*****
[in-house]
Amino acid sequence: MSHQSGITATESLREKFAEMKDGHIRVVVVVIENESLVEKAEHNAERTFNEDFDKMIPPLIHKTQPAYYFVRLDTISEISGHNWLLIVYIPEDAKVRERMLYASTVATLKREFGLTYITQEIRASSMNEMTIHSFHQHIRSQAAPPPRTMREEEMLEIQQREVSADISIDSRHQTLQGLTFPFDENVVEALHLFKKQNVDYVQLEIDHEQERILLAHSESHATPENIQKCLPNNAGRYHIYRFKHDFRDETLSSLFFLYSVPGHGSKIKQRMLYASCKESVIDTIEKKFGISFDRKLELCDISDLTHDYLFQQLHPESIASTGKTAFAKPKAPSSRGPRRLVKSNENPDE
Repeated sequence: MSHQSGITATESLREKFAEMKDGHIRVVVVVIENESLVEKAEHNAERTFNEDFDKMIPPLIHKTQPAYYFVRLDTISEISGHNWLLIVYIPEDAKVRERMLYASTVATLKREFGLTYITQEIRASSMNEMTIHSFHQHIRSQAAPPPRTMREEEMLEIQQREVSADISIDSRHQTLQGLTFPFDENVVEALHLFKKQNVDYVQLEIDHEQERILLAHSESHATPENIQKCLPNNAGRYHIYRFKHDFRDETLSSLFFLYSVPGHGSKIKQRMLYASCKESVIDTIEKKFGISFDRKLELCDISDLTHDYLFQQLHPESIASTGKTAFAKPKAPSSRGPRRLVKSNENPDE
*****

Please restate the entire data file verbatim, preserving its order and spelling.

[in-house]
Amino acid sequence: MSHQSGITATESLREKFAEMKDGHIRVVVVVIENESLVEKAEHNAERTFNEDFDKMIPPLIHKTQPAYYFVRLDTISEISGHNWLLIVYIPEDAKVRERMLYASTVATLKREFGLTYITQEIRASSMNEMTIHSFHQHIRSQAAPPPRTMREEEMLEIQQREVSADISIDSRHQTLQGLTFPFDENVVEALHLFKKQNVDYVQLEIDHEQERILLAHSESHATPENIQKCLPNNAGRYHIYRFKHDFRDETLSSLFFLYSVPGHGSKIKQRMLYASCKESVIDTIEKKFGISFDRKLELCDISDLTHDYLFQQLHPESIASTGKTAFAKPKAPSSRGPRRLVKSNENPDE
Repeated sequence: MSHQSGITATESLREKFAEMKDGHIRVVVVVIENESLVEKAEHNAERTFNEDFDKMIPPLIHKTQPAYYFVRLDTISEISGHNWLLIVYIPEDAKVRERMLYASTVATLKREFGLTYITQEIRASSMNEMTIHSFHQHIRSQAAPPPRTMREEEMLEIQQREVSADISIDSRHQTLQGLTFPFDENVVEALHLFKKQNVDYVQLEIDHEQERILLAHSESHATPENIQKCLPNNAGRYHIYRFKHDFRDETLSSLFFLYSVPGHGSKIKQRMLYASCKESVIDTIEKKFGISFDRKLELCDISDLTHDYLFQQLHPESIASTGKTAFAKPKAPSSRGPRRLVKSNENPDE